She is recovering from breast cancer and has not traveled with Mickelson since The Players Championship, a week before she was diagnosed. Amy Mickelson did not come to Harding Park on Sunday.

“I didn’t think she was coming up, and she actually hid in the bathroom when I walked in my room,” Mickelson said. “I didn’t know she was there, and she scared me pretty good. It was an awesome surprise, though.”

Among the few bright spots for the International team on a cold autumn afternoon was Tim Clark, who made eight birdies in 15 holes for a 4-and-3 victory over Zach Johnson. Ryo Ishikawa of Japan, at 18 the youngest player ever in these matches, kept his cool down the stretch to beat 49-year-old Kenny Perry.

Another moment came from Vijay Singh, who led the International team with a 2-0-3 record. It might have been slightly better, but after narrowly missing an eagle putt on the 18th hole, he graciously conceded Lucas Glover’s 7-foot birdie putt to halve the match.

Glover had been 0-3 for the week, and it kept the U.S. Open champion from being shut out.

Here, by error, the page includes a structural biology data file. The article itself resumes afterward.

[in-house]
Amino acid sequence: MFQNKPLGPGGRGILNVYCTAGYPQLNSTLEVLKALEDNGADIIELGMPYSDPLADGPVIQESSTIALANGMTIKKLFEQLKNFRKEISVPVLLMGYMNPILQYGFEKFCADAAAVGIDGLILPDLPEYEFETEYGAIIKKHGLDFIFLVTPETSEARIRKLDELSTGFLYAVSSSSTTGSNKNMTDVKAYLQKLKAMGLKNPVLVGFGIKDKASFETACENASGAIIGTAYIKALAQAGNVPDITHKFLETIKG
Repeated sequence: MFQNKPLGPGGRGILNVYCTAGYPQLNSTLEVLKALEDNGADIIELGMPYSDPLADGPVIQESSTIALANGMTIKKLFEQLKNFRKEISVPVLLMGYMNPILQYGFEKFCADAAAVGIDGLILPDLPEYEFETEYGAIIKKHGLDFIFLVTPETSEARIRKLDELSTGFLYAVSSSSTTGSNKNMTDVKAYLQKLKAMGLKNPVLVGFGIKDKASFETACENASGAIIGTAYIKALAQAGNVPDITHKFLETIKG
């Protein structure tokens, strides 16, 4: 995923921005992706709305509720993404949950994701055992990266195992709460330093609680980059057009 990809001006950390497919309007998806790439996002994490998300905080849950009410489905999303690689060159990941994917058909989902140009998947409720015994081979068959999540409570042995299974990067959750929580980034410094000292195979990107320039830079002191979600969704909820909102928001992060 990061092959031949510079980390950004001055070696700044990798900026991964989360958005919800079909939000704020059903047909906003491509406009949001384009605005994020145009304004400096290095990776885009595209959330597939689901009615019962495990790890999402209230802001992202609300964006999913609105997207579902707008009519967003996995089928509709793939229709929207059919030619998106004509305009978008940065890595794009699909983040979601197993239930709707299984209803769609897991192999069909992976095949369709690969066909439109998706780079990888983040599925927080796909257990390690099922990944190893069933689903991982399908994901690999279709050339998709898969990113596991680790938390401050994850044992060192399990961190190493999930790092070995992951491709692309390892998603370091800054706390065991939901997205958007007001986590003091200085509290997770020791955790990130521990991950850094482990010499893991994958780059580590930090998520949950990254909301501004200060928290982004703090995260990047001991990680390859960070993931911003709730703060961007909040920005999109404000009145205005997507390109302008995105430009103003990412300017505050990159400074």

“He would have made it, anyway,” Singh said.

By then, the Presidents Cup had long been decided. The Americans had a three-point lead going into singles, and picked up seven points in the final session.

Next up is a trip to Royal Melbourne in Australia in 2011, site of the International team’s only victory. Greg Norman is expected to return as International team captain. The Americans, meanwhile, start qualifying in earnest next year for the Ryder Cup in Wales.

This is the first time since 2000 that the Americans held the Ryder Cup and the Presidents Cup at the same time.

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Day's wife shares emotional story of miscarriage

By Golf Channel DigitalDecember 12, 2017, 4:12 pm

Jason Day’s wife revealed on social media that the couple had a miscarriage last month.